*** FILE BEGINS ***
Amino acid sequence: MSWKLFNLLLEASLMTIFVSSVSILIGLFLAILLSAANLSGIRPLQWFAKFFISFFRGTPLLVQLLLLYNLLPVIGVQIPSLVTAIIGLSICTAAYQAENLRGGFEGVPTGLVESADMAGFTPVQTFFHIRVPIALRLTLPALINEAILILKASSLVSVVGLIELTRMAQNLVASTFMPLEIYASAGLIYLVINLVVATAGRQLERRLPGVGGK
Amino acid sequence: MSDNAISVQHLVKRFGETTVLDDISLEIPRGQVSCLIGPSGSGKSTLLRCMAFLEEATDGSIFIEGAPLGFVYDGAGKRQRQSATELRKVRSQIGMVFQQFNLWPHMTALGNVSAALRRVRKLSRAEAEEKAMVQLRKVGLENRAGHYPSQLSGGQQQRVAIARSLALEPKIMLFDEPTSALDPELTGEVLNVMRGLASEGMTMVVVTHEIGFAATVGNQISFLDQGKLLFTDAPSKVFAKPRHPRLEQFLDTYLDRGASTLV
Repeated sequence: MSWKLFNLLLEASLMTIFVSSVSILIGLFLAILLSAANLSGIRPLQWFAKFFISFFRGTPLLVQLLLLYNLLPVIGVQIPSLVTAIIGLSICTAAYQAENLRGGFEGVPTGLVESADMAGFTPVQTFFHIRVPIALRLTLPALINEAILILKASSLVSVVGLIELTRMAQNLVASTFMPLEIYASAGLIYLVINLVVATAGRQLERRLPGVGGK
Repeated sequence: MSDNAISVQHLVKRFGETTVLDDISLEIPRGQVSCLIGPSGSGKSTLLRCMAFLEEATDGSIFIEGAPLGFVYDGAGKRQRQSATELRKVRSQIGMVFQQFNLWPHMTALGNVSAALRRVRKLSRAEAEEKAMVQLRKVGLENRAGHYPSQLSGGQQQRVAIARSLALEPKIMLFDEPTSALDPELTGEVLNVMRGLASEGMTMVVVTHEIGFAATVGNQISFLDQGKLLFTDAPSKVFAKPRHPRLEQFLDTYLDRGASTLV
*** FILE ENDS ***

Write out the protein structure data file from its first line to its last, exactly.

Amino acid sequence: MSWKLFNLLLEASLMTIFVSSVSILIGLFLAILLSAANLSGIRPLQWFAKFFISFFRGTPLLVQLLLLYNLLPVIGVQIPSLVTAIIGLSICTAAYQAENLRGGFEGVPTGLVESADMAGFTPVQTFFHIRVPIALRLTLPALINEAILILKASSLVSVVGLIELTRMAQNLVASTFMPLEIYASAGLIYLVINLVVATAGRQLERRLPGVGGK
Amino acid sequence: MSDNAISVQHLVKRFGETTVLDDISLEIPRGQVSCLIGPSGSGKSTLLRCMAFLEEATDGSIFIEGAPLGFVYDGAGKRQRQSATELRKVRSQIGMVFQQFNLWPHMTALGNVSAALRRVRKLSRAEAEEKAMVQLRKVGLENRAGHYPSQLSGGQQQRVAIARSLALEPKIMLFDEPTSALDPELTGEVLNVMRGLASEGMTMVVVTHEIGFAATVGNQISFLDQGKLLFTDAPSKVFAKPRHPRLEQFLDTYLDRGASTLV
Repeated sequence: MSWKLFNLLLEASLMTIFVSSVSILIGLFLAILLSAANLSGIRPLQWFAKFFISFFRGTPLLVQLLLLYNLLPVIGVQIPSLVTAIIGLSICTAAYQAENLRGGFEGVPTGLVESADMAGFTPVQTFFHIRVPIALRLTLPALINEAILILKASSLVSVVGLIELTRMAQNLVASTFMPLEIYASAGLIYLVINLVVATAGRQLERRLPGVGGK
Repeated sequence: MSDNAISVQHLVKRFGETTVLDDISLEIPRGQVSCLIGPSGSGKSTLLRCMAFLEEATDGSIFIEGAPLGFVYDGAGKRQRQSATELRKVRSQIGMVFQQFNLWPHMTALGNVSAALRRVRKLSRAEAEEKAMVQLRKVGLENRAGHYPSQLSGGQQQRVAIARSLALEPKIMLFDEPTSALDPELTGEVLNVMRGLASEGMTMVVVTHEIGFAATVGNQISFLDQGKLLFTDAPSKVFAKPRHPRLEQFLDTYLDRGASTLV